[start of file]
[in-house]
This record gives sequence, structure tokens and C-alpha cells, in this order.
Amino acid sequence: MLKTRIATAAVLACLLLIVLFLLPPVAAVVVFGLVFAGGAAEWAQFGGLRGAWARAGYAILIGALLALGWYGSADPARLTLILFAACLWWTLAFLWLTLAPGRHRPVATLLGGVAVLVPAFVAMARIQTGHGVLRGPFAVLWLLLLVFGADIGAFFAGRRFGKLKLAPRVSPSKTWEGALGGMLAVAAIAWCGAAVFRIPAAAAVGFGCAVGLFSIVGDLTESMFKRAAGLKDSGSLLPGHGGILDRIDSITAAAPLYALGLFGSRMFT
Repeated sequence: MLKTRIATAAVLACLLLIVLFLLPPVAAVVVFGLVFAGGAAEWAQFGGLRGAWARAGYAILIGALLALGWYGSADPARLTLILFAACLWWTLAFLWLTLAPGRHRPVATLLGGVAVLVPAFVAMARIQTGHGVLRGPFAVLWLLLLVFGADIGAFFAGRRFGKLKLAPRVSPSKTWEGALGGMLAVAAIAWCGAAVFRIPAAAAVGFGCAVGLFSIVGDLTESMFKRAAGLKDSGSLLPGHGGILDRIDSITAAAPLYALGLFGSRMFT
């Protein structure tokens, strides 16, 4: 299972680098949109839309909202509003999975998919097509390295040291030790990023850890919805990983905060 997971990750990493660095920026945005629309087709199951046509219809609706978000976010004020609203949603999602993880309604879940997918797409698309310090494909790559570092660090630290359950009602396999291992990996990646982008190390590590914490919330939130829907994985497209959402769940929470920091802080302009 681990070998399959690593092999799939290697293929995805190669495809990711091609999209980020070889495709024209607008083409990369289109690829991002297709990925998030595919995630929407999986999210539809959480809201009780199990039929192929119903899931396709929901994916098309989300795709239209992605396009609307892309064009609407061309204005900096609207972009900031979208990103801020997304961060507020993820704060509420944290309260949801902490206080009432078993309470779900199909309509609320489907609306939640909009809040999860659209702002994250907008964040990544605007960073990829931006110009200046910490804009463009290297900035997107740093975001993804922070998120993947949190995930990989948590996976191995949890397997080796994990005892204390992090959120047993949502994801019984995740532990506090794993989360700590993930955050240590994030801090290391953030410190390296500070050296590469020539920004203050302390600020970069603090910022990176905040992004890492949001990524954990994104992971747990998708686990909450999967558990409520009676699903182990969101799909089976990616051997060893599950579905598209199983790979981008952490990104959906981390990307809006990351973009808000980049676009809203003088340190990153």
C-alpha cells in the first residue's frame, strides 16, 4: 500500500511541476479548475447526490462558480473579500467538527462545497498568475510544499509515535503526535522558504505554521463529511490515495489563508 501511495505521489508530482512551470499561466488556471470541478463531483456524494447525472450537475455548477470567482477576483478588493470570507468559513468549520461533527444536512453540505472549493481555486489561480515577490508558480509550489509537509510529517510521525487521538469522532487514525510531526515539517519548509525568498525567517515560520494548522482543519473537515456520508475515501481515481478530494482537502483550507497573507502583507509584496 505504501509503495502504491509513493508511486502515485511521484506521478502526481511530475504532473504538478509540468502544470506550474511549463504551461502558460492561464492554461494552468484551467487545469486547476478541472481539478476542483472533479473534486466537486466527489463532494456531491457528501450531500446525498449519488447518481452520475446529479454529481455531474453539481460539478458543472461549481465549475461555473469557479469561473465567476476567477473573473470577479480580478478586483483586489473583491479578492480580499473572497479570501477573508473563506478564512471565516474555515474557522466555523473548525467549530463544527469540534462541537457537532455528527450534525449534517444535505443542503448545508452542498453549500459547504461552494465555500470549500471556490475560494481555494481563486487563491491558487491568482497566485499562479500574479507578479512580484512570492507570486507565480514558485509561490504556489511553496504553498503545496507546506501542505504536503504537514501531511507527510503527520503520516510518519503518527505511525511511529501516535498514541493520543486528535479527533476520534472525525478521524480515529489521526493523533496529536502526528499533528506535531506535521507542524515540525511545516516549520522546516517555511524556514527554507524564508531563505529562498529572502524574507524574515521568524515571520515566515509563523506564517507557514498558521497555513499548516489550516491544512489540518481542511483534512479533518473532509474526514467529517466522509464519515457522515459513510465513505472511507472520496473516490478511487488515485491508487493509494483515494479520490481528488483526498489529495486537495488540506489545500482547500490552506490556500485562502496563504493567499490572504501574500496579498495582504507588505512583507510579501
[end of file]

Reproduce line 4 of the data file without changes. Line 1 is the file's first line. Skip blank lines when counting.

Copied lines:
Repeated sequence: MLKTRIATAAVLACLLLIVLFLLPPVAAVVVFGLVFAGGAAEWAQFGGLRGAWARAGYAILIGALLALGWYGSADPARLTLILFAACLWWTLAFLWLTLAPGRHRPVATLLGGVAVLVPAFVAMARIQTGHGVLRGPFAVLWLLLLVFGADIGAFFAGRRFGKLKLAPRVSPSKTWEGALGGMLAVAAIAWCGAAVFRIPAAAAVGFGCAVGLFSIVGDLTESMFKRAAGLKDSGSLLPGHGGILDRIDSITAAAPLYALGLFGSRMFT